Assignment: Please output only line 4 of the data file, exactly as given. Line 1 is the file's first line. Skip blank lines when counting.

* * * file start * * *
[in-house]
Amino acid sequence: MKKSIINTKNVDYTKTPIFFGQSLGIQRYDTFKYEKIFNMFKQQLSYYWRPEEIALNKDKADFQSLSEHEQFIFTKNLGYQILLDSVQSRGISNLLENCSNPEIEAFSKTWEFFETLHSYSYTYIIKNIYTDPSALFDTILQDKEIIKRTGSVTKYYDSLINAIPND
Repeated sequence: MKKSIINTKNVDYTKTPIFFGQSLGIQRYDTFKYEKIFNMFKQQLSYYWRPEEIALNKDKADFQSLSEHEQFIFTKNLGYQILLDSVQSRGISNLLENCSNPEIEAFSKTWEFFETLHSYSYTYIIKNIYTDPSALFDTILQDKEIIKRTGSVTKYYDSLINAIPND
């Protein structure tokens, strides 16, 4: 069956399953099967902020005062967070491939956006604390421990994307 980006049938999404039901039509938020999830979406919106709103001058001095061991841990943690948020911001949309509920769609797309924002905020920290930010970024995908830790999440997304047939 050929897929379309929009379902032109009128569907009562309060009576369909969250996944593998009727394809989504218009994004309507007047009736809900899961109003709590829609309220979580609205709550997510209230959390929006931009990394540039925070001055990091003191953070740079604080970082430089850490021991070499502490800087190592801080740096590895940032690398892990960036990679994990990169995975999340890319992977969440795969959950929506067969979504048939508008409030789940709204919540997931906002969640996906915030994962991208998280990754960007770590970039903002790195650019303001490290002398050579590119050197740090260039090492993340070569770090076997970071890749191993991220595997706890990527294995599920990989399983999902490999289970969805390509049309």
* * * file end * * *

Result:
């Protein structure tokens, strides 16, 4: 069956399953099967902020005062967070491939956006604390421990994307 980006049938999404039901039509938020999830979406919106709103001058001095061991841990943690948020911001949309509920769609797309924002905020920290930010970024995908830790999440997304047939 050929897929379309929009379902032109009128569907009562309060009576369909969250996944593998009727394809989504218009994004309507007047009736809900899961109003709590829609309220979580609205709550997510209230959390929006931009990394540039925070001055990091003191953070740079604080970082430089850490021991070499502490800087190592801080740096590895940032690398892990960036990679994990990169995975999340890319992977969440795969959950929506067969979504048939508008409030789940709204919540997931906002969640996906915030994962991208998280990754960007770590970039903002790195650019303001490290002398050579590119050197740090260039090492993340070569770090076997970071890749191993991220595997706890990527294995599920990989399983999902490999289970969805390509049309």